The big step is finding native media in your target language. I’m using podcasts from foreign news media, live streams of TV networks, and (of course) foreign movies. Find something you like; I once had a Thai roommate who was addicted to an American sitcom that his English class had used. Programming designed for non-native speakers is a nice intermediate step. iTunes, YouTube, Netflix and Roku really change the world when it comes to international and foreign-language programming. All it takes is a little searching.

Opportunities with Real People
Everyone recommends talking with real people as soon as possible. In the physical world, you can find language and cultural exchange programs in major cities, including some non-profits that exist specifically to share a language and culture. Alliance Française and Goethe Institut are two that I've found. In national capitals you might find programs sponsored by foreign embassies. Elsewhere, look for meetups. In our area, the most popular languages have multiple groups with events at every level.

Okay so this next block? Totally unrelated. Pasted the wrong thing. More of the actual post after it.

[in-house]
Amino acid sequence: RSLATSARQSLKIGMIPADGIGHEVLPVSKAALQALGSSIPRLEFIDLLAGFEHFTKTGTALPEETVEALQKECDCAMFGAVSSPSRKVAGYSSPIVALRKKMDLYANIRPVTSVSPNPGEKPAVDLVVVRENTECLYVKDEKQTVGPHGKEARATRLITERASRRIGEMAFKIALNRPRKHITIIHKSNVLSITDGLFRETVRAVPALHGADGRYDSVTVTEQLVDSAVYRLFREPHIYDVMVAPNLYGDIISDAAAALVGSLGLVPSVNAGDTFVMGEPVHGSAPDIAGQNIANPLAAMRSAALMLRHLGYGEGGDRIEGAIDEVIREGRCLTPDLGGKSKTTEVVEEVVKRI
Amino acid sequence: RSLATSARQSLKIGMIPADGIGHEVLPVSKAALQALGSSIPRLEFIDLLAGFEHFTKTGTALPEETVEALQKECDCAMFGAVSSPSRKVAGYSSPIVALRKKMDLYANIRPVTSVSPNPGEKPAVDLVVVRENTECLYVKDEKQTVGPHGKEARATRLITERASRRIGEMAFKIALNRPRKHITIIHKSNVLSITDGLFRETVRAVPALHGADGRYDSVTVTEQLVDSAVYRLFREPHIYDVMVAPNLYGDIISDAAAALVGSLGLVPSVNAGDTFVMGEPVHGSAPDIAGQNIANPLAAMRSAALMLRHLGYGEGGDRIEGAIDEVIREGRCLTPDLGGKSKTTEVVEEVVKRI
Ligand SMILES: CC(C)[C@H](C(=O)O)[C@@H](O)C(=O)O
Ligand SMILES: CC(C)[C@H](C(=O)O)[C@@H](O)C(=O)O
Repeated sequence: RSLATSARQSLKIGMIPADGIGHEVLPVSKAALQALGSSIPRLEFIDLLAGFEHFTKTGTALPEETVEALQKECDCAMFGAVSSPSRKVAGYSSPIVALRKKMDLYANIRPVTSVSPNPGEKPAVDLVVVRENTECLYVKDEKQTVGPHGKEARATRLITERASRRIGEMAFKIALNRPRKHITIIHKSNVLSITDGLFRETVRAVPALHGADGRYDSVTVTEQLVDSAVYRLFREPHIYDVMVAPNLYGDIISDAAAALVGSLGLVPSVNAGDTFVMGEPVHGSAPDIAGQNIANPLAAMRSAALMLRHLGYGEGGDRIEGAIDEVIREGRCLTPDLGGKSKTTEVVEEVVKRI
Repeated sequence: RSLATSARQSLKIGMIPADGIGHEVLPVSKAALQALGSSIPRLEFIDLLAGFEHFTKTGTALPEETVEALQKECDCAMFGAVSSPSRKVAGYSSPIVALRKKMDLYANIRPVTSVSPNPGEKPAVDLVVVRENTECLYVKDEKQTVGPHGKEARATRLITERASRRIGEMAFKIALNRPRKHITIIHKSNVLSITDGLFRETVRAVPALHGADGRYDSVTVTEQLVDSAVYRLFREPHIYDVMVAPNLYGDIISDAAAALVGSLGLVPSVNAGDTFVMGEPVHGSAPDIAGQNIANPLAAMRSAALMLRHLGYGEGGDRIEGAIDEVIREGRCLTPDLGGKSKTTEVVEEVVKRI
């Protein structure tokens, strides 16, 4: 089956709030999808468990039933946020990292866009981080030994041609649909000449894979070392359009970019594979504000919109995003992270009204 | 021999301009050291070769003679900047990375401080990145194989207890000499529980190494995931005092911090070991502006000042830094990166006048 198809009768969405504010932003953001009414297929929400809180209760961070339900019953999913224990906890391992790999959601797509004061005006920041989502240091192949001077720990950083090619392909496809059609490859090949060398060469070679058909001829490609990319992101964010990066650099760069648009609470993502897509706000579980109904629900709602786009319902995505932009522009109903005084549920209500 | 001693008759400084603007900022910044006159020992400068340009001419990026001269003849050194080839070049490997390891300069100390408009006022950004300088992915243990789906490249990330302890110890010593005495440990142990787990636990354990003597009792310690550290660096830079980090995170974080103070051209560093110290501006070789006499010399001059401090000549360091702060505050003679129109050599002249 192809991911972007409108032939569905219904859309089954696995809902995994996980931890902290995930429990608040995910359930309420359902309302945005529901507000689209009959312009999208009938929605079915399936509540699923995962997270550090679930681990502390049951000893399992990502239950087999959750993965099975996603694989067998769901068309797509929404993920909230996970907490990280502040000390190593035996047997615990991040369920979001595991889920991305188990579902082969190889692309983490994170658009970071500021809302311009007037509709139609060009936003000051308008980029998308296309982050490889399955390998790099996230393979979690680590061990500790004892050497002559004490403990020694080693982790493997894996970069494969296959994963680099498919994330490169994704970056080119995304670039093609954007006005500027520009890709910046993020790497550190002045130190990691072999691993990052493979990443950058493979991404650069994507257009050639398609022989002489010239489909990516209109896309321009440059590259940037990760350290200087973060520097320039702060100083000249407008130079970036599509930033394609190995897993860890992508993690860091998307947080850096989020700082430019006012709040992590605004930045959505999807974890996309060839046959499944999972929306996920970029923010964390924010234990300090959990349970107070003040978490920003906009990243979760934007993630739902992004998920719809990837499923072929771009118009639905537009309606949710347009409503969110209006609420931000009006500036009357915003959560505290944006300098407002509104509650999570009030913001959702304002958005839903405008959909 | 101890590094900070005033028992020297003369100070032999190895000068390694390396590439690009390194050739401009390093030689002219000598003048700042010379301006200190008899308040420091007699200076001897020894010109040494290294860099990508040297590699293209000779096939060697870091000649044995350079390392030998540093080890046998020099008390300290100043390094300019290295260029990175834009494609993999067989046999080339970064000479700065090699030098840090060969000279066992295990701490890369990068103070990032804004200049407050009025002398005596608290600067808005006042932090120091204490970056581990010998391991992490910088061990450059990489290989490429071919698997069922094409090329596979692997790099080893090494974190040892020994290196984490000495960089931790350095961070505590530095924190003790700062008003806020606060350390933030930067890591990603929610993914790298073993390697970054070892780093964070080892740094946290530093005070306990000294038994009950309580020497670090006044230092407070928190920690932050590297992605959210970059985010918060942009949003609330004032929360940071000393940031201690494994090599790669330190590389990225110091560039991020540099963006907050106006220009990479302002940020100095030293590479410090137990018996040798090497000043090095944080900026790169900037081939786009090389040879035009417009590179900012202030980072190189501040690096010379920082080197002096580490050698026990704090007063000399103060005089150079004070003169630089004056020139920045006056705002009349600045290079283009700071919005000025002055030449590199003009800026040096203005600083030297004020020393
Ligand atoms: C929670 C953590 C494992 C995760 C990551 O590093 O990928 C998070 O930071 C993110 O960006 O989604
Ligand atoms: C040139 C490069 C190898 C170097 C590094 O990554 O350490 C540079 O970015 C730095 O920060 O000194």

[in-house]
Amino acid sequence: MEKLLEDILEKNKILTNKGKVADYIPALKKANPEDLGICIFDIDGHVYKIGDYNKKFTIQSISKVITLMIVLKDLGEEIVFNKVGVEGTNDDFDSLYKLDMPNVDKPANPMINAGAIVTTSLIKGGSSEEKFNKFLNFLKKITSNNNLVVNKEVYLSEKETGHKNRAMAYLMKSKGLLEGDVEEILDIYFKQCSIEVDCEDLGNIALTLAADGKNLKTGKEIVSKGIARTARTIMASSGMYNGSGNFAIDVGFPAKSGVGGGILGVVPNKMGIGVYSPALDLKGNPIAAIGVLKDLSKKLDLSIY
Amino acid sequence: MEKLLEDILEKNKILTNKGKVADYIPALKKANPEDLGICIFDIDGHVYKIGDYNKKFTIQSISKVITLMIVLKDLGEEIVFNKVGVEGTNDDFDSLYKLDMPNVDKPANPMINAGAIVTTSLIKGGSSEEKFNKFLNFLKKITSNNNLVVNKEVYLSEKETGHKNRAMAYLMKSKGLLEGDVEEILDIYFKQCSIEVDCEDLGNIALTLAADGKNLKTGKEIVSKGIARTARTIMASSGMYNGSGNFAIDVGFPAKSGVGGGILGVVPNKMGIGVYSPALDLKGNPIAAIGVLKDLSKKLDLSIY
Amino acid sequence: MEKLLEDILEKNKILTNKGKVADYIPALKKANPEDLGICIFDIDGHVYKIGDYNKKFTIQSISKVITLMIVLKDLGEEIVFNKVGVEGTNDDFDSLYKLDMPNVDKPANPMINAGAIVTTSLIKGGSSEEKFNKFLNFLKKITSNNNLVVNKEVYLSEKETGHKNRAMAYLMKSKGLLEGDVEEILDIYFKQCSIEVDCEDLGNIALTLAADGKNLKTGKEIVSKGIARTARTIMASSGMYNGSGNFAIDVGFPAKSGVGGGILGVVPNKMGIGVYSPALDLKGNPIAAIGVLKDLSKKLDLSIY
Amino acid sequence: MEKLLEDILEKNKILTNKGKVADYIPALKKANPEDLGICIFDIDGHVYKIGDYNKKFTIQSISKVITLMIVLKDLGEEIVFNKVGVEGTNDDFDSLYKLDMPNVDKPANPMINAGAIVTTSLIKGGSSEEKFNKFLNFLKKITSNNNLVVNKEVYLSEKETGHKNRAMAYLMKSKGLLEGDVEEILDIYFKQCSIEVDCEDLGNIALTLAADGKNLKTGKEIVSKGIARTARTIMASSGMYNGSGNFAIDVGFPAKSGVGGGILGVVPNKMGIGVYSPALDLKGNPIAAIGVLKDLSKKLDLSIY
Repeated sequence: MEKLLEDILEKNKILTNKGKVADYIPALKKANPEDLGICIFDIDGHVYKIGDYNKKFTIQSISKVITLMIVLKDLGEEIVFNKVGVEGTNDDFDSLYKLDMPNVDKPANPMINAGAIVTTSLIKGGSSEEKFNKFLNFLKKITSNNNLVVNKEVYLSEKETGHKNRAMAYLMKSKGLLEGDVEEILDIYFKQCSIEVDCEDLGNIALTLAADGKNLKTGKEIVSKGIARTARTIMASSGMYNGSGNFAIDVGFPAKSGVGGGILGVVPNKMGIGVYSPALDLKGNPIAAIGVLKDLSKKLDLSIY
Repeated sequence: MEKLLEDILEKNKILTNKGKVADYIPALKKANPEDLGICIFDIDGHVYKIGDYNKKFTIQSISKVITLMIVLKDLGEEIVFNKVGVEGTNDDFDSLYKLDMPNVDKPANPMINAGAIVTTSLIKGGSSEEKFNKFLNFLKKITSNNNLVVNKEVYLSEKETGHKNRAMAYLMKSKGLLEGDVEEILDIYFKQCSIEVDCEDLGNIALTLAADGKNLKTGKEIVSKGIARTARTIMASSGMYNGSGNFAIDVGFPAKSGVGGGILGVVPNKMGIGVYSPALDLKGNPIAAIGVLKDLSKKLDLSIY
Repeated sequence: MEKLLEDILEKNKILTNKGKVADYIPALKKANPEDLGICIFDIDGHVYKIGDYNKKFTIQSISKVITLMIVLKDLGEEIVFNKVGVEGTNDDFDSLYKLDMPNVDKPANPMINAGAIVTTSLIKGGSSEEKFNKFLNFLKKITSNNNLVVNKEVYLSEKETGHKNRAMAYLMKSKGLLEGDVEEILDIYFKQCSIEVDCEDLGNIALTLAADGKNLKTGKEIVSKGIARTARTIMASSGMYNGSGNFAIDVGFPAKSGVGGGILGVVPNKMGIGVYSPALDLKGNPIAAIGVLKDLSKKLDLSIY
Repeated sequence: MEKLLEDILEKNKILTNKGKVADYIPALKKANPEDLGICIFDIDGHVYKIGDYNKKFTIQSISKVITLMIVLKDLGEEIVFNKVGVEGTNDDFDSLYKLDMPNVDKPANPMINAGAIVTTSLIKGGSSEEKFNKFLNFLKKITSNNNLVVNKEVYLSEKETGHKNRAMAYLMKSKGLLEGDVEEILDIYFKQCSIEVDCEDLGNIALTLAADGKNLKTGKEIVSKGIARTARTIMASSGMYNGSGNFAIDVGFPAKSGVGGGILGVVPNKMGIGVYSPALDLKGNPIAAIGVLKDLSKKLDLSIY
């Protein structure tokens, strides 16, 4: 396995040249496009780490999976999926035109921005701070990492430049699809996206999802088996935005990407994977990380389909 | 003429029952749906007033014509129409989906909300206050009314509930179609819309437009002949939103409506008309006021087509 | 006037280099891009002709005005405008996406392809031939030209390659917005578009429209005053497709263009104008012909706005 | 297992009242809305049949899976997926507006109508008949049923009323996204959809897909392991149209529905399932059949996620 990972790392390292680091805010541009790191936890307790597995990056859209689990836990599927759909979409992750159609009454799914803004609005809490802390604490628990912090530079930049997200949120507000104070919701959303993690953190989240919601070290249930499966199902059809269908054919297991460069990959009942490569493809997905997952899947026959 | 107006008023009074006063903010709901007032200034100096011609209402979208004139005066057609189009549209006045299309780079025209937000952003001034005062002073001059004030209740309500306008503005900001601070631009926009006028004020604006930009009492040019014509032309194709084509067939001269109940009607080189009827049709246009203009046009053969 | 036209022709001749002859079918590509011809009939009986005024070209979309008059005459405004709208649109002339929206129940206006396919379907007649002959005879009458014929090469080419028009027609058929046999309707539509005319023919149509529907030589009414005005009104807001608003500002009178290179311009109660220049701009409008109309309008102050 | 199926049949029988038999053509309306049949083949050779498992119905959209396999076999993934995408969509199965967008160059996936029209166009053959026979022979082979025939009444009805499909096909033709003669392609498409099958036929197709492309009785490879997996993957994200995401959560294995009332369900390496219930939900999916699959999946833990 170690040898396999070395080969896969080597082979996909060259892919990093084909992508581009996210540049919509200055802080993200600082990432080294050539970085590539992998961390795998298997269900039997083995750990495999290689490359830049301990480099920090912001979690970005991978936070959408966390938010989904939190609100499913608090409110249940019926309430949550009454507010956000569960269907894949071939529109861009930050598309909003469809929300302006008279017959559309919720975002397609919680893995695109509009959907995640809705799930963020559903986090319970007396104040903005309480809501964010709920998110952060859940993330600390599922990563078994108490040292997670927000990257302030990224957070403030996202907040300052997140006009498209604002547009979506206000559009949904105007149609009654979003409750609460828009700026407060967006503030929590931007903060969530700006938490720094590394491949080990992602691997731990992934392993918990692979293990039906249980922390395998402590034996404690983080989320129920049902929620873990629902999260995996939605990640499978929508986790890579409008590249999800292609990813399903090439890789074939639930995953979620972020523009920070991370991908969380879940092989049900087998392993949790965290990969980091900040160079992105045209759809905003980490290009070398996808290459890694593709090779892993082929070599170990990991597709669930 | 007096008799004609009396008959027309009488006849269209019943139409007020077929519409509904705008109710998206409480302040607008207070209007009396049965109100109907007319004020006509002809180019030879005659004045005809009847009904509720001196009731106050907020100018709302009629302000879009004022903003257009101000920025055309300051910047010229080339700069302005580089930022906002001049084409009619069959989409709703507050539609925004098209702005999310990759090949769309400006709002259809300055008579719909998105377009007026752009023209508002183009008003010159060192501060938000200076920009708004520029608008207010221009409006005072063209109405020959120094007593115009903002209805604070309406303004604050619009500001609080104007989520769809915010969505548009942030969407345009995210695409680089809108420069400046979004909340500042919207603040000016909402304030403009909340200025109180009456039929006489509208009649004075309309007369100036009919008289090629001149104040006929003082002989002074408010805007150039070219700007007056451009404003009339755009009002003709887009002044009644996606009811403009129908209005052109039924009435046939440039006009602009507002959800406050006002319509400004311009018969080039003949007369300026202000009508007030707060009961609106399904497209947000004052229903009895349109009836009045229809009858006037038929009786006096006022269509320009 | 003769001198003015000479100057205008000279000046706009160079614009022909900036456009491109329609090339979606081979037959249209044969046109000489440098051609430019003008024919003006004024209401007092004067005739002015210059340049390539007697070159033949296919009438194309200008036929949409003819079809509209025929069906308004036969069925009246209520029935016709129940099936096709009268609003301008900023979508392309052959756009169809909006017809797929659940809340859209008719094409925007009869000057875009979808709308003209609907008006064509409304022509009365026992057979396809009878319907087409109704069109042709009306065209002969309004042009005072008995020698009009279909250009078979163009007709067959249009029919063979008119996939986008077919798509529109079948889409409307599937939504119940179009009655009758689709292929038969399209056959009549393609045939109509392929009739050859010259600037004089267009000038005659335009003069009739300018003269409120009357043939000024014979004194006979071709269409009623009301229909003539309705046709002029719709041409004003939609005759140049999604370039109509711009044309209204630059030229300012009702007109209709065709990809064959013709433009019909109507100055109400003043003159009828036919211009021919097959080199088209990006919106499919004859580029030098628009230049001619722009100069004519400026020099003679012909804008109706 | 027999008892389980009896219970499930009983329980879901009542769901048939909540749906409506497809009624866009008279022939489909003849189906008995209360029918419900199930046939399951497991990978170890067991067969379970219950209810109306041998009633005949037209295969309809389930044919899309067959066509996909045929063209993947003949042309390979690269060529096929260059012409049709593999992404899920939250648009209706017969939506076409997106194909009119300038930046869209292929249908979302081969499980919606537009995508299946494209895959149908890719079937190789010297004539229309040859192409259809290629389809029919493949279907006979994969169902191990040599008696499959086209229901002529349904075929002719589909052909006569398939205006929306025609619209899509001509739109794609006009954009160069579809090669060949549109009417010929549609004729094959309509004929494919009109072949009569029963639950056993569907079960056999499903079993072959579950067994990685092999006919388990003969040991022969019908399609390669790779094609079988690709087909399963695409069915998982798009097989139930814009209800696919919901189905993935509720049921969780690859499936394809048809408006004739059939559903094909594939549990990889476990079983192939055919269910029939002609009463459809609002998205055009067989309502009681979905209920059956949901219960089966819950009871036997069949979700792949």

You can interact with real people online, too. italki seems to be the marketplace of choice for finding tutors, and it also lets you set up a language exchange (partners coach each other on their native languages). The writers I mentioned at the top have more recommendations on language exchanges and everything else, so if that sounds appealing, see what they have to say first.

[Expanding on something I wrote to a friend who was planning a trip to Italy.]

Je parle français, et je travaille à améliorer ma facilité. Ich spreche ein bisschen Deutsch, och jag lär mig svenska. Hey, this is fun!